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Re: Sorry about the absence!

Post by Bonita18 on 28th August 2012, 21:15

Welcome back Ian. I too have been absent a lot with a very sick grandchild - he is coming out of his 27th seizure right as I write this so roses and rose talk has been spasmodic.

The more you write out your roses the more I realise that you have some interesting treasure at home. I think I have struck quite a few cuttings of Comtesse Riza du Parc Tea.

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Re: Sorry about the absence!

Post by IanM on 5th September 2012, 09:46

Bonita,
I am sorry to hear that and thank you for the kind invitation that I received in the post recently. I am a bit busy at present but will definitely keep it in mind.

Ozros,
Rosa chinensis var. spontanea is a species in its own right. Definitely no laevigata or bracteata in it. Rosa chinensis var. spontanea is the true wild Rosa chinensis species. Interestingly in the Chinese botany there do not appear to be any other wild varieties of Rosa chinensis mentioned! The var. spontanea part of the name must be some historical name that it inherited from horticulture. It hardly seems necessary. Most of the miniature forms of China rose are actually hybrids or chance mutations of the wild var. spontanea. In strict scientific terms, they are not varieties in their own right.

Rose naming has suffered dreadfully from horticulture, mainly because it began by classifying horticultural differences in roses and not species differences. If it had been done properly from the outset, true species would have been separated into varieties and forms, and hybrids between species would have been recognized and recorded as such. But this did not happen. So we ended up with these bogus names like "Rosa semperflorens" and "Rosa Mutabilis". The assumption is that these are species when actually they are hybrids. I guess this is why when I mention species roses to many people I often receive a blank look in reply. Some people think Iceberg is a species or a variety of a species. In fact it is neither. It is actually a hybrid cultivar.

Anyway, I'll get off my soap box now. I'll be sure to send you some cutting material when it is ready. I hope to plant this one in a place where I can give it plenty of room to grow.


Last edited by IanM on 5th September 2012, 10:24; edited 1 time in total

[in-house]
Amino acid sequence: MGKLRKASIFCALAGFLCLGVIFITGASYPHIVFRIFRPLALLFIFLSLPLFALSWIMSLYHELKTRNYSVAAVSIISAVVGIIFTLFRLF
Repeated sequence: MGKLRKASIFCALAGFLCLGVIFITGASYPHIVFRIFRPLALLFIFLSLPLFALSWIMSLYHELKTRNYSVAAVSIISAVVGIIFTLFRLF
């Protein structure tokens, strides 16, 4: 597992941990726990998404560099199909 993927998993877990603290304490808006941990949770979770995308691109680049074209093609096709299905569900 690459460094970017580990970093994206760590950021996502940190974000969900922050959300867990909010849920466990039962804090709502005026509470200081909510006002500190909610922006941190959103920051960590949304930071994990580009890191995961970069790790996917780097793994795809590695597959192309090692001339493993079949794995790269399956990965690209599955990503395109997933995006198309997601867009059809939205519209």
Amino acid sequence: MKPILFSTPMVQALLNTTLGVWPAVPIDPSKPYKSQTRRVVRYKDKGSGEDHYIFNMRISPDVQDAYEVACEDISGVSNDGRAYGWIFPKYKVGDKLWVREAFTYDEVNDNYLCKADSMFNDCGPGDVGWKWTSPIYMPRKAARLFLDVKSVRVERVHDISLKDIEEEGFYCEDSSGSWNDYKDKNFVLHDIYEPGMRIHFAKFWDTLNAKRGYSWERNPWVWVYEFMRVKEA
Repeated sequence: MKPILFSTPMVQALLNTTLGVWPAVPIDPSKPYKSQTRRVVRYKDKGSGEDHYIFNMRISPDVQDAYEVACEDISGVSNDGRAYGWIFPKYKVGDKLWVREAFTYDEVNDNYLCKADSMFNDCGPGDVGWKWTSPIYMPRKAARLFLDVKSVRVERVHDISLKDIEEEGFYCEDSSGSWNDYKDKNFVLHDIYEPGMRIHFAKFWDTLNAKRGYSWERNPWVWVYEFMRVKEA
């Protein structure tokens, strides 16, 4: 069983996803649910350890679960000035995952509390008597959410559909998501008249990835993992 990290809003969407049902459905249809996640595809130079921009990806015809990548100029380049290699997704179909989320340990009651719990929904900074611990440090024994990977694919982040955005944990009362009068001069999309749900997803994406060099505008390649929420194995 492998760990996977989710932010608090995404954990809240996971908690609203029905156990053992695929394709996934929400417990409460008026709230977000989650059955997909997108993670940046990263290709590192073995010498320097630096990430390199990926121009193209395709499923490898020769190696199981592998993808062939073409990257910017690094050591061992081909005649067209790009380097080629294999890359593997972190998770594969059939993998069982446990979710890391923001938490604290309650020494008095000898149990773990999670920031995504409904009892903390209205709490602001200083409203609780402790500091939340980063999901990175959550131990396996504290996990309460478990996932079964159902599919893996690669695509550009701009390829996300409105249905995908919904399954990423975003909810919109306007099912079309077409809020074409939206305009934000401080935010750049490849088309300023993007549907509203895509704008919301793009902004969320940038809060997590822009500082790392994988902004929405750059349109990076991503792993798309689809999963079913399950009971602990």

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Re: Sorry about the absence!

Post by Balinbear on 5th September 2012, 10:07

I could never work out why they do the "Rosa" bit on hybrids. It si very confusing to say the least as you expect the plant to be a species roase when you see it.
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Re: Sorry about the absence!

Post by IanM on 5th September 2012, 10:19

I just went back and fixed a mistake in my last message. Clearly leavigata and bracteata are also species roses in their own right. Oops!

Modern hybrid roses are often referred to as Rosa hybrida, which is not valid scientifically. Well they are hybrids, but they are not all the same species called "hybrida" (as the name suggests). Laughing It is true however that they still all belong to the genus Rosa, despite the fact that they are hybrids.

Incidentally, it would appear that Kew places Rosa chinensis var. spontanea in synonymy with Rosa sinica (which is itself a synonym for Rosa laevigata). They are wrong. The white form of Rosa chinensis var. spontanea shown on the Kew site is in fact none other than Rosa laevigata!! What ARE they talking about?? [You must be registered and logged in to see this link.]

The true Rosa chinensis var. spontanea has different growth habit, different leaves, larger, more floppy flowers which are pink, and different spines.

I did find mention on one web page that the var. spontanea was chosen to differentiate this wild species from all of the forms (and hybrids) of Rosa chinensis that are found in cultivation. I suspect the name simply means "spontaneous" (i.e. as occurring in the wild without human intervention).

This article may be of interest. [You must be registered and logged in to see this link.]

I do not agree that Rosa chinensis var. spontanea is a hybrid with Rosa laevigata as claimed by Rehder in 1932. The var. spontanea is far too widespread and common in many parts of China to be hybrids. Hybrid roses occur only rarely in nature and are more often found in horticulture. Rehder also ignored the fact that var. spontanea is often found in places where no laevigata is found.
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Re: Sorry about the absence!